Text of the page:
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I am trying to understand diffraction on periodic structured in solid state physics.

Q is the source of the spherical wave. R the vector to the object and R+r the vector to the scattering centre P, which gives us a another spherical wave.

All spherical waves are considered as plane waves due to the big distance between P,B and Q.

The magnitude at P can be described as: ##\Psi_P(t) = \Psi_0e^{i(\vec k (\vec R + \vec r)-\omega_0 t)}##

My questions:

1. The magnitude on point Q, which means ##\vec R + \vec r = 0##, is only depending on the time ##t## in ##e^{-i\omega_0 t}##. My book(Ibach, Lueth Festkörperphysik) says that it has a fixed phase anytime. According to wikipedia(https://en.wikipedia.org/wiki/Plane_wave#Complex_exponential_form) the phase ##\varphi## is included in ##\Psi_0##. **What does it mean to have a "fixed phase" especially at location Q?**

2. "You can only use this plane wave approach ##\Psi_B## for *a* emission process." my book says, but why is it so?

3. "In real emitters do atoms send many photons with uncorrelated phases. (Exception: lasers)" my book also says. Does that mean the phase of the different photos are independent to each other?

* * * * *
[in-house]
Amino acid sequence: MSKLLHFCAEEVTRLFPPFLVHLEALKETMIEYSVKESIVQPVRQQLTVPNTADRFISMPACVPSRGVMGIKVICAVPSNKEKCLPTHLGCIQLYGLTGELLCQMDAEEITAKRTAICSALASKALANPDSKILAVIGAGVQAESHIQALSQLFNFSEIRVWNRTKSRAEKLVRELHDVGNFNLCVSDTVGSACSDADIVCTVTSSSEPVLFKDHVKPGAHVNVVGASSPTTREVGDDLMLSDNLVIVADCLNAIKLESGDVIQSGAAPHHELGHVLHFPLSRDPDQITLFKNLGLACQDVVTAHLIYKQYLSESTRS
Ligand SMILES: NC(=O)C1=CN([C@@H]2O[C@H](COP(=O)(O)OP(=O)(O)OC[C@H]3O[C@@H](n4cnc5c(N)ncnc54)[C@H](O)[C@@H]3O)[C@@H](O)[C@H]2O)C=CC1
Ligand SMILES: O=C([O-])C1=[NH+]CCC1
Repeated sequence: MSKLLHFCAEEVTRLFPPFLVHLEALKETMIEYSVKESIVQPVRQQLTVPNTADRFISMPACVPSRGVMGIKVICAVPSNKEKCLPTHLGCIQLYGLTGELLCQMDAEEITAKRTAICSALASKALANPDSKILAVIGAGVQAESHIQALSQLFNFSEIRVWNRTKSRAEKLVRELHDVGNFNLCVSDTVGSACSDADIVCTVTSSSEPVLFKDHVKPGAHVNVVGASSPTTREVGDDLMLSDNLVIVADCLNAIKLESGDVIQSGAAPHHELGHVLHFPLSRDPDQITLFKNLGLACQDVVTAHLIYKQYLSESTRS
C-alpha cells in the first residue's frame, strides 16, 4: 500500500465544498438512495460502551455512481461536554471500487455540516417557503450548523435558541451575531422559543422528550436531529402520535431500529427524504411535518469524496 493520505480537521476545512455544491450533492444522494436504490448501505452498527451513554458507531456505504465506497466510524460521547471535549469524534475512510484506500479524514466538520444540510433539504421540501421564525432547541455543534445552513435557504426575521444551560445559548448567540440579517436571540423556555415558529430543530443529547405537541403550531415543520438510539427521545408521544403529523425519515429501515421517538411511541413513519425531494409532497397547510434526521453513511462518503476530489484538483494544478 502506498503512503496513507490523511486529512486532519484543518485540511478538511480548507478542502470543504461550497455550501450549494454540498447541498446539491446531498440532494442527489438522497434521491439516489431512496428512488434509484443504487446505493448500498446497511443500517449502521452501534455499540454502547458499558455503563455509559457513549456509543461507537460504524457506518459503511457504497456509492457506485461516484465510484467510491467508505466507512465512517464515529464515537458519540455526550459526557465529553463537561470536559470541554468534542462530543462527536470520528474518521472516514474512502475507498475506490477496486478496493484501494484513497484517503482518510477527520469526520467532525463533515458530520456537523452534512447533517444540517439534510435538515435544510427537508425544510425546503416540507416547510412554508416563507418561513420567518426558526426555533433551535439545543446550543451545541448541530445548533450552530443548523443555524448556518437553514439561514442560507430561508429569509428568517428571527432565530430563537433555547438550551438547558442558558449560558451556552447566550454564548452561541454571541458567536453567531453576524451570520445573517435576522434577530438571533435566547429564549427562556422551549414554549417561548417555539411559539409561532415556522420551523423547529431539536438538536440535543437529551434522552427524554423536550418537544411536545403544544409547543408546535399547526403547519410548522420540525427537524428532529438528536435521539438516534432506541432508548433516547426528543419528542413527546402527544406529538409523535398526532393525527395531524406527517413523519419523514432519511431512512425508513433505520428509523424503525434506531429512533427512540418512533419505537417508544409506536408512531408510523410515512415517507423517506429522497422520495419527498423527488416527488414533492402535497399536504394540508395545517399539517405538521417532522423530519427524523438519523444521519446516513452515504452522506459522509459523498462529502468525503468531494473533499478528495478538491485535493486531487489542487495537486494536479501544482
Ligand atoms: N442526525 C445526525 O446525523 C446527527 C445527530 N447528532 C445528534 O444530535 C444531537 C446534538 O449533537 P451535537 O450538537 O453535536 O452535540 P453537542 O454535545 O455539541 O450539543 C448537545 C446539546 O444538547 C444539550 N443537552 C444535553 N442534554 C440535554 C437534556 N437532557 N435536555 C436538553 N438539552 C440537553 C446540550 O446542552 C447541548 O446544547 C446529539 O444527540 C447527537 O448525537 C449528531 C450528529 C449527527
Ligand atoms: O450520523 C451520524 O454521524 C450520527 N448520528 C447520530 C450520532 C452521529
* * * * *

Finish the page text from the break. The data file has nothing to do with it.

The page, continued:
Q is the source of the spherical wave. R the vector to the object and R+r the vector to the scattering centre P, which gives us a another spherical wave.

All spherical waves are considered as plane waves due to the big distance between P,B and Q.

The magnitude at P can be described as: ##\Psi_P(t) = \Psi_0e^{i(\vec k (\vec R + \vec r)-\omega_0 t)}##

My questions:

1. The magnitude on point Q, which means ##\vec R + \vec r = 0##, is only depending on the time ##t## in ##e^{-i\omega_0 t}##. My book(Ibach, Lueth Festkörperphysik) says that it has a fixed phase anytime. According to wikipedia(https://en.wikipedia.org/wiki/Plane_wave#Complex_exponential_form) the phase ##\varphi## is included in ##\Psi_0##. **What does it mean to have a "fixed phase" especially at location Q?**

2. "You can only use this plane wave approach ##\Psi_B## for *a* emission process." my book says, but why is it so?

3. "In real emitters do atoms send many photons with uncorrelated phases. (Exception: lasers)" my book also says. Does that mean the phase of the different photos are independent to each other?